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saydiver

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  1. Because some insurance companies are notorious for closing blocks of Medigap business every few years to keep rates low for new entrants. As long as you're healthy and can pass underwriting it's not an issue, because you can change insurance companies, but at some point you will be denied and then stuck with a closed block of business and future sky high rates.
  2. The Federal Government has never processed Medicare claims. Since the beginning of Medicare, the claims processing has been contracted out to private insurance companies. MoO may have been one of many private insurance companies processing claims. Nowadays rather on a state level, the claims are processed by MACs, who handle the claims for a geographic region.
  3. Why would someone want to stay with Plan F-HD even if the plan is closed to younger members? Because 1. Plan G will now be a guaranteed issue plan so rates will go up faster from now on. 2. From the rates I've seen so far for Plan G-HD on a senior insurance forum they are considerably more than Plan F-HD. 3. In order for Plan F-HD to be adversely impacted by any changes, the average person on the plan will have to have almost $12,000 in annual medical bills year in and year out. The current average for all of Medicare is $800 according to my Medigap insurance broker, although I see a slightly higher average on kff.org. 4. Plan F-HD definitely saves someone money when they are healthy and even when someone is in their 80s, the Plan F-HD rate plus deductible will likely be cheaper than the other rates. Here's a good article on why a high deductible plan may be good for some people: https://www.journalofaccountancy.com/newsletters/2018/mar/high-deductible-medigap-plan.html
  4. Received an email from the escalation team member that the FL Blue 2018 plan contracts are online. See: https://www.floridablue.com/plancontracts/individual Looks like my threatening to file another complaint with the FL Insurance Dept helped to get this company to do the right thing and get these contracts online before open enrollment ends.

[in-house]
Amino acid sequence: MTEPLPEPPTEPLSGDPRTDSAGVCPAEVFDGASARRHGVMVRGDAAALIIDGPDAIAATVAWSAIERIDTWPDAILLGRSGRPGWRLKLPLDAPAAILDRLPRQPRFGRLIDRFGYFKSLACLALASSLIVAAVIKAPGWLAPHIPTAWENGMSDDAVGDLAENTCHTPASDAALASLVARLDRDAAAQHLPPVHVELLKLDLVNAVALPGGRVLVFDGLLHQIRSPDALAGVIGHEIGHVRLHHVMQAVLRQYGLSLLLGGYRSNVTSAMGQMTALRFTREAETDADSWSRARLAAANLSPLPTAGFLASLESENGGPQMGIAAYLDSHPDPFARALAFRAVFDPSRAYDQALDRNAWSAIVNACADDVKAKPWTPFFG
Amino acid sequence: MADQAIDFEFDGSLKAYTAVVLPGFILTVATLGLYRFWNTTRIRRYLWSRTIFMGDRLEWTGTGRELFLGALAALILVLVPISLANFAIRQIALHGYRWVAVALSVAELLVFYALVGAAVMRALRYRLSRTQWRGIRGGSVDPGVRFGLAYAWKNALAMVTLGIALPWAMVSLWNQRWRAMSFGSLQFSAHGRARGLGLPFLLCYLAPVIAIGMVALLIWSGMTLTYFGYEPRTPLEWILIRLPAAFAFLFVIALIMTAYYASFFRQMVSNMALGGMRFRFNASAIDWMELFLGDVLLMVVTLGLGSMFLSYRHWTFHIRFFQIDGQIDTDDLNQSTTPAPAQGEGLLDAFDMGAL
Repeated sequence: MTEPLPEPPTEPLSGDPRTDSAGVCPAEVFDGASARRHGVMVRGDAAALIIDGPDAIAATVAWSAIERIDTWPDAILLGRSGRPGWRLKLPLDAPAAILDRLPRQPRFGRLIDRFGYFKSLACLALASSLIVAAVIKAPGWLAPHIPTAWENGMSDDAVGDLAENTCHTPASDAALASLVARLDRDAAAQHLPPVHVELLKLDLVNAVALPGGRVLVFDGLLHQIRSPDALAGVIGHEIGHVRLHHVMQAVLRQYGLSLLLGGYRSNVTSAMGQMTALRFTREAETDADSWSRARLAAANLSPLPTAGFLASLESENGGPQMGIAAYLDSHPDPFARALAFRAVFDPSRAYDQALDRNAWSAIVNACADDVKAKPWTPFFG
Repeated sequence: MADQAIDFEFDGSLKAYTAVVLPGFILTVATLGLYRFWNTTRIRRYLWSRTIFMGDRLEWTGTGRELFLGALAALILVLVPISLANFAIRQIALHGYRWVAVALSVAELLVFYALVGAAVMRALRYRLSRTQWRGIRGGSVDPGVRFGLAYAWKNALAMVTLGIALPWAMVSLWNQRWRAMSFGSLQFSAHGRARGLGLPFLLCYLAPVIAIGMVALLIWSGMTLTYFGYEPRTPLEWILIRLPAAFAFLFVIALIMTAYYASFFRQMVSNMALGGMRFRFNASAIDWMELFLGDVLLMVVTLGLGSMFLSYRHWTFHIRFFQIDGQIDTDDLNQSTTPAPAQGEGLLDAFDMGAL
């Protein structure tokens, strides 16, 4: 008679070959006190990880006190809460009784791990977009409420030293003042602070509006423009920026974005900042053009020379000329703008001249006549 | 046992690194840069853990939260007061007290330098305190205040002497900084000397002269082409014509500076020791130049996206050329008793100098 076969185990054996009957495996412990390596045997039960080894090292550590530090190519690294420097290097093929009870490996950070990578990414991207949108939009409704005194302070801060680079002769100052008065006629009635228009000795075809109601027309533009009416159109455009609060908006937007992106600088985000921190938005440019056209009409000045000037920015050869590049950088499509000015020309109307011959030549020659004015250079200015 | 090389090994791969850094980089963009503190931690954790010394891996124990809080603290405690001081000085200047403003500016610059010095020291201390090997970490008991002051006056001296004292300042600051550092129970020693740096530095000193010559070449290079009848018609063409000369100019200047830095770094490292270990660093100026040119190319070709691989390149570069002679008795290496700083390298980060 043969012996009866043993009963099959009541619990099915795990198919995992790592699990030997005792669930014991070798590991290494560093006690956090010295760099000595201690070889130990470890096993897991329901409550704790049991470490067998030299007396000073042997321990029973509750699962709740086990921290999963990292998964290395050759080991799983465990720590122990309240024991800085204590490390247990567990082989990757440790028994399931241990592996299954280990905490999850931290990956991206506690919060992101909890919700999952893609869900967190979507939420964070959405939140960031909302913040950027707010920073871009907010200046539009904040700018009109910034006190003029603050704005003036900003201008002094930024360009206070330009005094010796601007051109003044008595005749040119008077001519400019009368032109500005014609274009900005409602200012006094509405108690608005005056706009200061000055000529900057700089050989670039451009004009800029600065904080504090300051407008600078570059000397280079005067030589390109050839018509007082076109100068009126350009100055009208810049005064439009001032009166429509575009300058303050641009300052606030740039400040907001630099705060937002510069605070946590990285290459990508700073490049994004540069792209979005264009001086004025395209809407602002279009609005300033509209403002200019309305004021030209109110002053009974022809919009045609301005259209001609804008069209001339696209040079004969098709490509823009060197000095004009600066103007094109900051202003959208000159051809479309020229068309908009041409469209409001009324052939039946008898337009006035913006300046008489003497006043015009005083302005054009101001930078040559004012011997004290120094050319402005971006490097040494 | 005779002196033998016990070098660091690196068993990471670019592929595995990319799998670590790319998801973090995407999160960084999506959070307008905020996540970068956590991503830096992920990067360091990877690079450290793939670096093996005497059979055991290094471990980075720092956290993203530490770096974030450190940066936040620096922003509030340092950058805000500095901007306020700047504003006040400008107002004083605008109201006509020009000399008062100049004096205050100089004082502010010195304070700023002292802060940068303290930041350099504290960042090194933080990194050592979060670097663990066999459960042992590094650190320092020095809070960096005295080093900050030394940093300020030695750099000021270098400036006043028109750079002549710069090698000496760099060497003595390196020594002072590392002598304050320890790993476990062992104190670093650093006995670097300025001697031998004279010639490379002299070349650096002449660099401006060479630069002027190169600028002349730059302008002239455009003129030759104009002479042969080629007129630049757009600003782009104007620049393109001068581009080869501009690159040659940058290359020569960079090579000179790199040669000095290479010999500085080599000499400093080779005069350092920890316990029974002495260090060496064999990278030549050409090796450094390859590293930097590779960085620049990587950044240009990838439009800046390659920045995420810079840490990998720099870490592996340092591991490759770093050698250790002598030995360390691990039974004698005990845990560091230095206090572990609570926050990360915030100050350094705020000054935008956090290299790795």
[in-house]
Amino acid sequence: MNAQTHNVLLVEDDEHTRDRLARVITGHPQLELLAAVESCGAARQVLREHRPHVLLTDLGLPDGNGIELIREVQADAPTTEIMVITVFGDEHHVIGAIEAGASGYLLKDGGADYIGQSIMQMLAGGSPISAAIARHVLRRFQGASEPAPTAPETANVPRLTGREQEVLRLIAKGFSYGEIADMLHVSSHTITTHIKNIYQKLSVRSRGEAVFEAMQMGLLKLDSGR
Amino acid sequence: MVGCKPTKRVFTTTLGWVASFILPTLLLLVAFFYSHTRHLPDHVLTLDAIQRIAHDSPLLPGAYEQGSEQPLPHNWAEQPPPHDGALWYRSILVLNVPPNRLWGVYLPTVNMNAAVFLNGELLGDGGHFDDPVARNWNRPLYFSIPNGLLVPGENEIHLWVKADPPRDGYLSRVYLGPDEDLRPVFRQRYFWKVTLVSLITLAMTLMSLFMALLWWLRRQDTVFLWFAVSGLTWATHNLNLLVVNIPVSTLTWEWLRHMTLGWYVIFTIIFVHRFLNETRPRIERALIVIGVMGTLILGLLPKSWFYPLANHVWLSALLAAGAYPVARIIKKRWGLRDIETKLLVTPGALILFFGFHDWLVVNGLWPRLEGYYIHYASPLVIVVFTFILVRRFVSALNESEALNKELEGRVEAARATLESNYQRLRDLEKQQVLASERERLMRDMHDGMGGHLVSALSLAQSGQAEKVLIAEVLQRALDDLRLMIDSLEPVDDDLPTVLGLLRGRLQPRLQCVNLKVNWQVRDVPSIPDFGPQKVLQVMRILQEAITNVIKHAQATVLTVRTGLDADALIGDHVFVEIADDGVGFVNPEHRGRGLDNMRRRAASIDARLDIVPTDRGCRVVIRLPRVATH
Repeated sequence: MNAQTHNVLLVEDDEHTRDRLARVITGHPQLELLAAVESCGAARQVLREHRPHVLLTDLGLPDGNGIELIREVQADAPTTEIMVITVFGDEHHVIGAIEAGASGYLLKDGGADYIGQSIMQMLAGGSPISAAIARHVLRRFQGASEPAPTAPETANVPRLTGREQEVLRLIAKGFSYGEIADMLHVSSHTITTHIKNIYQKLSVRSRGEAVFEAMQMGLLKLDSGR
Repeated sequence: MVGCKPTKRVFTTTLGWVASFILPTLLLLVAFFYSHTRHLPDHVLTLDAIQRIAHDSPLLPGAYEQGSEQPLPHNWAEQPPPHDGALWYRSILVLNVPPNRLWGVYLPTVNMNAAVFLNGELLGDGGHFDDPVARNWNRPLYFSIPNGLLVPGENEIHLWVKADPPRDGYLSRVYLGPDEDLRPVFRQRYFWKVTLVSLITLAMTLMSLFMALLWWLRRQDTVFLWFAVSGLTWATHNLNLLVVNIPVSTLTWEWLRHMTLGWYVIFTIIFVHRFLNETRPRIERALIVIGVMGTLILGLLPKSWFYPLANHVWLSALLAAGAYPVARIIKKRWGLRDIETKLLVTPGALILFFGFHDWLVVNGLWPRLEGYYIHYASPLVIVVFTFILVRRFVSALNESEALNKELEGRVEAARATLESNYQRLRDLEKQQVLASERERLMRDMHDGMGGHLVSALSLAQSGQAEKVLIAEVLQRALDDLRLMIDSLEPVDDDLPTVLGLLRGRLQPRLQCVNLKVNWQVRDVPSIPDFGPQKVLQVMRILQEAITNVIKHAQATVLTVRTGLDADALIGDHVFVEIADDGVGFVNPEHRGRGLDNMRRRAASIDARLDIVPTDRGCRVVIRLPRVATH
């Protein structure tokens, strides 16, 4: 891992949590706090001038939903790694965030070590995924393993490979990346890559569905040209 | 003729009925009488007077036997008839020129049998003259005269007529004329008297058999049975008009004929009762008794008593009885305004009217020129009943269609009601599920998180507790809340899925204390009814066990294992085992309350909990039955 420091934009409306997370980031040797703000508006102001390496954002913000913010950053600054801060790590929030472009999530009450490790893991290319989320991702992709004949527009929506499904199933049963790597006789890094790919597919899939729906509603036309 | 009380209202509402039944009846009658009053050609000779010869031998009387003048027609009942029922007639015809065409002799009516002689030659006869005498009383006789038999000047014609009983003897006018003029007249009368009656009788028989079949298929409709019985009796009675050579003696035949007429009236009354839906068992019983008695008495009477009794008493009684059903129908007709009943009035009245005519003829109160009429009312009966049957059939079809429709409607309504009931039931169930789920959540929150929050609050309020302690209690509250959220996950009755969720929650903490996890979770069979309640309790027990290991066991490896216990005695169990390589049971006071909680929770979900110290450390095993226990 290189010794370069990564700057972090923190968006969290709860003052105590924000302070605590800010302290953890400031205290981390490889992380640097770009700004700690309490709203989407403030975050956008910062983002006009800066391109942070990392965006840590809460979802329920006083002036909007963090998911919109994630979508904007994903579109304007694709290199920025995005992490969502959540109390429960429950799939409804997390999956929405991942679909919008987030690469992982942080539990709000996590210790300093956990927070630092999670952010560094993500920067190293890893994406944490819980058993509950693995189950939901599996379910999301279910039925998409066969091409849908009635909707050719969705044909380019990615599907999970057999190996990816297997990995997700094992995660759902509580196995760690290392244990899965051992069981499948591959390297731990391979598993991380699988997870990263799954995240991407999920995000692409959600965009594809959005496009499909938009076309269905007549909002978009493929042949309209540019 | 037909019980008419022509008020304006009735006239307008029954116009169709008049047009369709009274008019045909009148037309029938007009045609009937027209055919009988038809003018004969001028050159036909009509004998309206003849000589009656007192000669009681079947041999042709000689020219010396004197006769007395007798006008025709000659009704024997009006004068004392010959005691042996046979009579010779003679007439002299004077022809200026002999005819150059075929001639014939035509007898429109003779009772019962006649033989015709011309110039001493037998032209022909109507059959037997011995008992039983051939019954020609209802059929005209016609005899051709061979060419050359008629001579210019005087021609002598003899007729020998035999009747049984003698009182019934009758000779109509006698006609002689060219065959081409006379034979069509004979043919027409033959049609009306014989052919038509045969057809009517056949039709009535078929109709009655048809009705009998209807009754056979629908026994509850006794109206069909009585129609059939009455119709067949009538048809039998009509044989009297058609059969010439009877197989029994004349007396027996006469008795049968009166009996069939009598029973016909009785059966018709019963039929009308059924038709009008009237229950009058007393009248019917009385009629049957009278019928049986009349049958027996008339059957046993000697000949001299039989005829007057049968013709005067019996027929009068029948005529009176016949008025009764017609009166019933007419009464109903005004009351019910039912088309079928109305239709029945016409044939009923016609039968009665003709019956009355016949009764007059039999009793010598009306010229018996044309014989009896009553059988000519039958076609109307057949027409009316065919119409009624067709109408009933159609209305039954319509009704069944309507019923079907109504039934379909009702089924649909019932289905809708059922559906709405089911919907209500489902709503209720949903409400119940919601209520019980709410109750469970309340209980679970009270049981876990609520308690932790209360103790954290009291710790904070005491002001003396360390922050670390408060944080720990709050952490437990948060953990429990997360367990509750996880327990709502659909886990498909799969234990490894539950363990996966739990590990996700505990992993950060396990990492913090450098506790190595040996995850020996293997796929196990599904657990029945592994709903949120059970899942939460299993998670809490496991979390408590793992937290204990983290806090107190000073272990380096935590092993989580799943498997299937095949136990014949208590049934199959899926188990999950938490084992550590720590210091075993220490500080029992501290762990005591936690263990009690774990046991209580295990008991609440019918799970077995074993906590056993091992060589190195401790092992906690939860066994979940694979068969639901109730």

5. I was told this morning by one of FL Blue's escalation team members, that the 2018 plan contracts will not be online until after open enrollment ends. So apparently FL Blue expects their customers to choose a plan just by looking at the Summary of Benefits and Coverage, which does not cover everything you need to know about the plan.
  6. Speaking of Medicaid and look back periods, also be aware of filial responsibility laws: https://www.agingcare.com/articles/filial-responsibility-and-medicaid-197746.htm
  7. Does FL Blue notify you by letter who the exclusive providers are for your Blue Select plan?
  8. Yes, instate Blue Select and Blue Options plans are EPO and out of state they are PPO. There's only one BlueCard network for everyone in all 50 states, DC and Puerto Rico who has a BCBS policy and has BlueCard coverage: https://www.bcbs.com/the-health-of-america/articles/coverage-goes-where-you-go-travel-worry-free-blue-cross-blue-shield Here's a link to my post last year about the differences in Blue Select and Blue Options plans:
  9. FL Blue has the following in their FAQs. Notice there's no mention of what plans have BlueCard coverage. "How am I covered if I travel outside the state of Florida? When traveling out-of-state, you’re covered under the BlueCard® Program. You’ll receive in-network benefits and will be protected from balance billing when receiving covered services from a BlueCard® participating provider. To find a BlueCard® participating provider, visit Find a Doctor and More, then select the BlueCard® Doctor and Hospital Finder, or call 1-800-810-BLUE."
  10. Using the BCBS national provider search function today doesn't prove the Blue Select and Blue Options plans still have nationwide coverage for 2018, but on FL Blue's website the plans are still listed as PPO/EPO for 2018, which to me indicates they still are PPO when out of state. I'd really like to see a contract for 2018 or for DH to get his 2018 ID card with the PPO logo to know for sure, since there is absolutely nothing mentioned in the Summary of Benefits and Coverage about nationwide provider coverage. I did find this document, which has a print date of 06/17. It say coverage, but doesn't really say in-network coverage. Also be sure to read my post about the differences in Blue Select and Blue Options plans.
  11. Not everyone here is Medicare age. Lots of early retirees or people who own their own business and have multiple homes.
  12. My source is me. FL Blue required a copy of both of our FL driver's licenses when we applied for FL Blue insurance. That was over two years ago so perhaps it would be best if you ask them yourself.
  13. But people drive like that all over the US, not just FL. From my experience people in FL actually drive slower here, except for the Miami area. Edit: According to the internet, it's the high cost of Personal Injury Protection, since FL requires everyone to carry $10K of protection. That's only about 20% of the policy. There's also the increased perception of risk, whether a hurricane actually hits or not. https://www.usatoday.com/story/money/2017/09/15/hurricanes-could-push-up-insurances-rarteshomeowners-auto-insurance-rates-could-rise-tx-fl-and-beyon/653203001/
  14. Yes, FL has higher vehicle insurance rates? The reason is HURRICANES!!
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